To say that it is just a potentially confusing manner of speaking to say that the agent caused the choice vs simply the agent chose will depend on if you are holding out for alternative possibilities. To keep those the libertarian recognizes the need to cast out causes. A cause brings about an effect. But that is exactly what we want when we chose. I chose this, not something else.
The agent is not self-existent. We agree on that. God made the agent. But I also make an analogy between the agent’s free choices and God’s free choices, yes. And I don’t see that as idolatrous. As I’ve emphasized several times, the agent’s *existence* is a necessary but not a sufficient condition for his own choices. So God was a contributing cause but not a sufficient cause for the agent’s choices. He contributed (at least) by making the agent. In some cases God also contributes in other ways–e.g., sending a miraculous dream telling the agent to do something, which they agent (like Jonah) might choose to disobey. But the agent’s existence is only a partial cause of his specific choices. The choices themselves are ineliminable and, insofar as they are free, are partially uncaused. I do not like the terminology of non-deterministic causation, as I think it’s confusing. I prefer to speak of partial causation.
I reject as a false dilemma (I believe it goes back at least to Hume and maybe farther) the claim that if the choice is not caused it is random. I think that agent-causation as the ineliminable beginning of a causal chain is a sui generis type of event that is not merely a conduit of other causes but also not some sort of random flailing. It is itself: A free choice. Free choices are in an important sense metaphysically ultimate and sui generis. Indeed, the attempt to press the Humean dilemma I think manifests a failure to understand the real glory of both non-materialism and God’s creation of free beings.
I don’t believe the dilemma is either caused or random. Properly the dilemma is either caused or uncaused. And all that you said is true of the choice having a cause or being caused or whichever. The glory of God’s creation of free beings is in their ability to reason and deliberate not in being uncaused (which is impossible). I want the outcome of my deliberation not some other outcome. The last half of your last sentence perfectly makes the point for the compatibilist: God’s glory is revealed in his creation of rational agents in his image who can think and make choices but all the while dependent as creatures. No need for a partial uncaused anything.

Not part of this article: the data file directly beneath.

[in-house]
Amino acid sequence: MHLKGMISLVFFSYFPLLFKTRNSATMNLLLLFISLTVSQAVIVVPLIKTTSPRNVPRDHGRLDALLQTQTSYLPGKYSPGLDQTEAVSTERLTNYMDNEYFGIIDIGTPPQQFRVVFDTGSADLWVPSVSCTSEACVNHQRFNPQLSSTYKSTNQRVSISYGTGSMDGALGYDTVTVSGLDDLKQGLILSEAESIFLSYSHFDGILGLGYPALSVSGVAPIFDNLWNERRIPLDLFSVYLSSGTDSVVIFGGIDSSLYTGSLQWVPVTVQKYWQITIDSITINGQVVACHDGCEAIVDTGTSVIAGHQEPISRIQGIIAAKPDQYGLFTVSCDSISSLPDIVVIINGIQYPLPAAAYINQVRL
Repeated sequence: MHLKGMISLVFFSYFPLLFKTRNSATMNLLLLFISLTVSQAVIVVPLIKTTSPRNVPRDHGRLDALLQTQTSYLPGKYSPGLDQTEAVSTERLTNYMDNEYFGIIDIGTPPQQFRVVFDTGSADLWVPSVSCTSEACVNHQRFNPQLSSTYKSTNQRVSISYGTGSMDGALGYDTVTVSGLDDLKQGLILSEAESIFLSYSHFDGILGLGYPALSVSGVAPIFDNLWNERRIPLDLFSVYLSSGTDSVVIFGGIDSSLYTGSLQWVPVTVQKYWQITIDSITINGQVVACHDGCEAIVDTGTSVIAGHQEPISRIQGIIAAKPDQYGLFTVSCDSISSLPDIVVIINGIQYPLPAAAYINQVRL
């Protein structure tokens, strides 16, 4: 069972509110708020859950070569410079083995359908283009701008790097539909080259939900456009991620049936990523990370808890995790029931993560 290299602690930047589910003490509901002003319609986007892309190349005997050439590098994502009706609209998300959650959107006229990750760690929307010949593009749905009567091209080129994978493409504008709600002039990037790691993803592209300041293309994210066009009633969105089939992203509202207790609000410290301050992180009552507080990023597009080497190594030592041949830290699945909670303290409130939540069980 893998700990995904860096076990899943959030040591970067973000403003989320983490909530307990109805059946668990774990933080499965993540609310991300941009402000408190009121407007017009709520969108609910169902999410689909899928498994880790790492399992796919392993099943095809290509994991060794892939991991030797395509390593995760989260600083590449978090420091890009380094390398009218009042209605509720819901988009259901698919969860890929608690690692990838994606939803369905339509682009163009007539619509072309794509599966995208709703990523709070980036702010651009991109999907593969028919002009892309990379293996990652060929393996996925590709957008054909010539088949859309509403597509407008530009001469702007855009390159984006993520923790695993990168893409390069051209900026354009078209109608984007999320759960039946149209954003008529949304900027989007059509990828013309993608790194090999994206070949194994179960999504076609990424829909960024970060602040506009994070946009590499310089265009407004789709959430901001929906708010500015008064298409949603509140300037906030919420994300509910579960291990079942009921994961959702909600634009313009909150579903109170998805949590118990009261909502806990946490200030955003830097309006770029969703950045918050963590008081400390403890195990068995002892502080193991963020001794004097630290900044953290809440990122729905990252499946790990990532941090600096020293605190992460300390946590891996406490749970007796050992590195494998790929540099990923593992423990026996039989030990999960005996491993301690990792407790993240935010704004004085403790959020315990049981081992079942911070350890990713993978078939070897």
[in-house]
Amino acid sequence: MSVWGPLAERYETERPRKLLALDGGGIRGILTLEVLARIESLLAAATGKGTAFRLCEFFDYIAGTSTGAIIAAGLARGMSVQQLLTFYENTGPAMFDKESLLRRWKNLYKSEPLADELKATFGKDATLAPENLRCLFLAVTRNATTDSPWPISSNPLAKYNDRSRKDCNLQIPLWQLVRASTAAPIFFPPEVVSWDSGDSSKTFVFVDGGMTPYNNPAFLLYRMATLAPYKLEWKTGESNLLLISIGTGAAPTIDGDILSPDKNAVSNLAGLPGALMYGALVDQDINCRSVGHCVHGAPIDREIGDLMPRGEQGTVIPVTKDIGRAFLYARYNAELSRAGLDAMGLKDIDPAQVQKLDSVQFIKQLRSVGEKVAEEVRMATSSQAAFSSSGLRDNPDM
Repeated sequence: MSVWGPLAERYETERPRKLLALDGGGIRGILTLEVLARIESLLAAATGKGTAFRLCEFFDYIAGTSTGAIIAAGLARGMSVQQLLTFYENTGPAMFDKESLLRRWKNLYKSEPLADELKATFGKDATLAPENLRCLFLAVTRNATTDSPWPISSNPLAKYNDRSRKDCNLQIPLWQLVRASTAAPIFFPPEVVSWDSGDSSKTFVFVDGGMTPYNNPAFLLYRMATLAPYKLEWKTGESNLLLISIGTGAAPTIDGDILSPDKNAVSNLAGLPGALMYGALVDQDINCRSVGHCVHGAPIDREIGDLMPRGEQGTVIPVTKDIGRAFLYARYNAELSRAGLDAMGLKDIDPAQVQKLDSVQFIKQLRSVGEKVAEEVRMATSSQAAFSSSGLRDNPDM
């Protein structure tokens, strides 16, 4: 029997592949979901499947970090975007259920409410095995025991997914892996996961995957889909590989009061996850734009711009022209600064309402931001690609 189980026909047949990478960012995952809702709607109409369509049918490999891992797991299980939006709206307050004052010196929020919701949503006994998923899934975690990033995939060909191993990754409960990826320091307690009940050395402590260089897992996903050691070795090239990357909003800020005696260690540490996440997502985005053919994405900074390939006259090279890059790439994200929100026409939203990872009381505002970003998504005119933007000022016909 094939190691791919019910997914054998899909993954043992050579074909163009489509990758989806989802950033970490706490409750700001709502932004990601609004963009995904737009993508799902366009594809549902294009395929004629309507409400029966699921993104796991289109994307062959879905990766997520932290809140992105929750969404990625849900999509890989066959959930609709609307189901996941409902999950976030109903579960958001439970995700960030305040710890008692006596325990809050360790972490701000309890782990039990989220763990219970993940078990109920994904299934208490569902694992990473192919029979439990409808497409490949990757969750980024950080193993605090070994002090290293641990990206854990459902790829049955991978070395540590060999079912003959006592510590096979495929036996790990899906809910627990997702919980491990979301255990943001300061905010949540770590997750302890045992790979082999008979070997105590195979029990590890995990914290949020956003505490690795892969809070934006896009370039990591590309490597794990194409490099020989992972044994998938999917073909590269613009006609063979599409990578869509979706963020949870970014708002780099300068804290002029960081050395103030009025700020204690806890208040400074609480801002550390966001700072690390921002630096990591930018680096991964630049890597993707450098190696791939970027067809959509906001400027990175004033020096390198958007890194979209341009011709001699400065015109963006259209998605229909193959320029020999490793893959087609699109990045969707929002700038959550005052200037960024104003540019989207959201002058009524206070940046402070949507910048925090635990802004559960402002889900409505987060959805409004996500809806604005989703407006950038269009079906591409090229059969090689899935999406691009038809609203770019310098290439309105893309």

And so the Christian apologists says:
Materialist, you are culpably ignorant, the material universe cannot be uncaused.
Materialist replies, but you believe in freedom which is uncaused
Christian apologist, you’re badly mistaken, I don’t believe that freedom is uncaused, I believe freedom is unrestrained. My will is free when it is not restrained and that is not uncaused or partially uncaused.
I’m well aware of the content of the compatibilist position. I think it is wrong. But my purpose here in relation to the o.p. was not to argue against compatibilism but only to argue that libertarianism is in no way inconsistent with the use of the cosmological argument. That’s all. Nor does the libertarian say that “they” (agents) are uncaused. Rather, as I’ve said many times now, we must distinguish between an agent’s existence and his choices. His existence is caused. His free choices are not the mere conduits of causes outside of the choice itself, though those choices may be *partially* caused by other factors. My only point throughout has been that this is consistent with the necessary premise of the cosmological argument, properly understood.
I know. And I’ve said many times it isn’t. The agent simply isn’t relevantly like God. God is self-existent and the agent is created and dependent. So the OP is a useful similarity. The *outside* of the choice itself will need to be cashed out because that is perfectly consistent with the causation of deliberation. “I thought about it and I chose this” and “I am a creature made by God.” We are just repeating ourselves so nothing new to add at this point. I think the best thing the OP did was allowed for this conversation where we did agree that your view is that the choice is partly uncaused. As I’ve told you before I appreciate conversations with you both about things we agree on and things we disagree on. Thank you.
“God is self-existent and the agent is created and dependent.” I agree. His *being* is dependent. His free choices are not, given what I take you to mean by “dependent.” I agree that we’re repeating ourselves. Take care!
Question from audience
I read all of this because it’s a topic I’d really like to understand and take a firm position on. But I see pitfalls in both positions and don’t see solutions.